As part of its 21st anniversary celebrations, Ballet Ireland is delighted to present Bold Moves, a triplebill of contemporary work featuring internationally renowned choreographers Ohad Naharin (Minus 16), Marguerite Donlon (Strokes Through the Tail) and Filipe Portugal (Stepping Over). Complementing Ballet Ireland’s classical ballet presentations, Bold Moves is a new and exciting work in an evening of dance filled with startling energy, humour and fun.
Featuring an eclectic score ranging from Dean Martin to mambo, techno to traditional Israeli music, Ohad Naharin’s Minus 16 uses improvisation and his acclaimed “Gaga” method, a unique movement language. As former Artistic Director of the Batsheva Dance Company, Naharin has been hailed as one of the world’s preeminent contemporary choreographers. Last year, Ballet Ireland were the first Irish company to present his work.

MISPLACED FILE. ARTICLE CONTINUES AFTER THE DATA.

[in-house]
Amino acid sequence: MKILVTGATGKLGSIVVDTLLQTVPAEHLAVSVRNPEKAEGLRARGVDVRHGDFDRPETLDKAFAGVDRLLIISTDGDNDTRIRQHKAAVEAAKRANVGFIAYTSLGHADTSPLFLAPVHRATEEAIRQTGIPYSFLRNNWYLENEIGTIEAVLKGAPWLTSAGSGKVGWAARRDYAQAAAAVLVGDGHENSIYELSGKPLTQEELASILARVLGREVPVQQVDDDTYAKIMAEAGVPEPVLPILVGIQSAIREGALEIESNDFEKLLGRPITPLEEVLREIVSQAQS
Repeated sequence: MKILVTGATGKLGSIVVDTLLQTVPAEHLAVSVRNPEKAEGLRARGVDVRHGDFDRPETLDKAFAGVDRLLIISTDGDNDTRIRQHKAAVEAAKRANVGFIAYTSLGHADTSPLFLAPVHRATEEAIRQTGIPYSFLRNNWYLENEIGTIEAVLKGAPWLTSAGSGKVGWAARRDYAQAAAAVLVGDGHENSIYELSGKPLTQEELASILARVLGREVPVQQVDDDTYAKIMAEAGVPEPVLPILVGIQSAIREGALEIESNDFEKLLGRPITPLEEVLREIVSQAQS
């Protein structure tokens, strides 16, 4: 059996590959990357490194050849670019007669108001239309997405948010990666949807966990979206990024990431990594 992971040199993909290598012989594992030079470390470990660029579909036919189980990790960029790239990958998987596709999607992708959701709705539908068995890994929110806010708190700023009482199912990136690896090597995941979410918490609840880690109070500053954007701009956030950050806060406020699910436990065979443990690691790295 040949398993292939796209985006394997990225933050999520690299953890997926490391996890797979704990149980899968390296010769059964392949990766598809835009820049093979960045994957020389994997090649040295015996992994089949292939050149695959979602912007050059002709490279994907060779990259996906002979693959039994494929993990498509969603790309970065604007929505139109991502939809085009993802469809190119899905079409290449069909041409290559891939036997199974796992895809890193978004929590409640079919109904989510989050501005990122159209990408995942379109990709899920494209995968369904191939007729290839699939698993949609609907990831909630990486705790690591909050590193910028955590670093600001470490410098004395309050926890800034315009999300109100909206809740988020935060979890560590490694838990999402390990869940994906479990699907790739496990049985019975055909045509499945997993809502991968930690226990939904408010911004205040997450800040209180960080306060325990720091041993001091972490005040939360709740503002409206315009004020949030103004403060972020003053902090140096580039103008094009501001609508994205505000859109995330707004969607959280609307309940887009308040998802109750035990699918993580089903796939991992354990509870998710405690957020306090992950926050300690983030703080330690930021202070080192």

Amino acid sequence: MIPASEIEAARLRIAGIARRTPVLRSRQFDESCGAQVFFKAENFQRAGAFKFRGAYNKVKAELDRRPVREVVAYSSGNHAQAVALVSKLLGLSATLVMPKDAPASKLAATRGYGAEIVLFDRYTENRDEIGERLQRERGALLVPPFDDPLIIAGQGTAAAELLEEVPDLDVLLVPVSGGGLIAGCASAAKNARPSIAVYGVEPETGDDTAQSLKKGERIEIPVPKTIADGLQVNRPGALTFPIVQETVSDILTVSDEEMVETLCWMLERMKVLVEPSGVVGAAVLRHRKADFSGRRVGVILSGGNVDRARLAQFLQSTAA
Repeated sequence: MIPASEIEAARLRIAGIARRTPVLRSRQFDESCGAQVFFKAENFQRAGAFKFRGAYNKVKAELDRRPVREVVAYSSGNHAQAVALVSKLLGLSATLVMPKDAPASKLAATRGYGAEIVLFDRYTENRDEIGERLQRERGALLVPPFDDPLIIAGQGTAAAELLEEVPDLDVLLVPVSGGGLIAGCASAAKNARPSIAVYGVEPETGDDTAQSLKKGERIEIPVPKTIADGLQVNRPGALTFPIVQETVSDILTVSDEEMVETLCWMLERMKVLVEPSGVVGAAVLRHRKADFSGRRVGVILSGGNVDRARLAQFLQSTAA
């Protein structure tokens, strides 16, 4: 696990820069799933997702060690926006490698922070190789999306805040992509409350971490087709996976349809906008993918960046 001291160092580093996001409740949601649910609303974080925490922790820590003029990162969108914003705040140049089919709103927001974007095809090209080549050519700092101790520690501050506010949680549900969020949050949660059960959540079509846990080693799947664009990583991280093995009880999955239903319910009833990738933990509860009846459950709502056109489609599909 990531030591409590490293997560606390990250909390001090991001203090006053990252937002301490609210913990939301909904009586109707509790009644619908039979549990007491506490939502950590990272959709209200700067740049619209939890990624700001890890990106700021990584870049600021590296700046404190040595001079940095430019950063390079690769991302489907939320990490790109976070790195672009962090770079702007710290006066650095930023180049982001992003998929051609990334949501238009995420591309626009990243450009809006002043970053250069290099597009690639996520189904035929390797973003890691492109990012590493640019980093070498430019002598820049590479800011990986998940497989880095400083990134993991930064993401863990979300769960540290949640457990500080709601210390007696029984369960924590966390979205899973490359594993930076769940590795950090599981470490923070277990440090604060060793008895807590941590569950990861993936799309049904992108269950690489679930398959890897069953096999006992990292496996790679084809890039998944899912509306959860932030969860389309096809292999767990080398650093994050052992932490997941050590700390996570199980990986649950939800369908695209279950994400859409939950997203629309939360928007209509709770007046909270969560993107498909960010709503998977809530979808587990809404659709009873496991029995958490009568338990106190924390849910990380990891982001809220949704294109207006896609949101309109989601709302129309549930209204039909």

Irish choreographer, Marguerite Donlon, created Strokes Through the Tail for Hubbard Street Dance Chicago in 2005. Ms Donlon found inspiration in Mozart’s Symphony No. 40 to create a work for six dancers that combines virtuosic dancing with buckets of humour and a delightful hint of irreverence, it’s definitely a crowd pleaser.
Created for Charlotte Ballet (USA) in 2018, Filipe Portugal’s Stepping Over is set to parts of Philip Glass’ “Tirol” Piano Concerto. Women fall or swoon into guys’ arms; couples move through positions that are sensuous and chastely romantic by turns. Bodies stay flexible, pliant, almost melting into place. The piece wowed audiences when it made it’s North American premiere.
…they move in such heart-pounding, foot-thumping unison their intensity proves as satisfying to watch as the more refined and thoughtful steps later on. ★★★★ 4 Stars – Irish Times
Ballet Ireland is Ireland’s only professional ballet company, bringing new narrative-led ballets to Irish audiences each Spring and Autumn. The company was founded in 1998, and has been funded by the Arts Council of Ireland since 1999. To date, Ballet Ireland has mounted over 30 seasons of work, and their activities – which also include summer schools and professional workshops – have had a profound impact on the landscape of ballet in Ireland.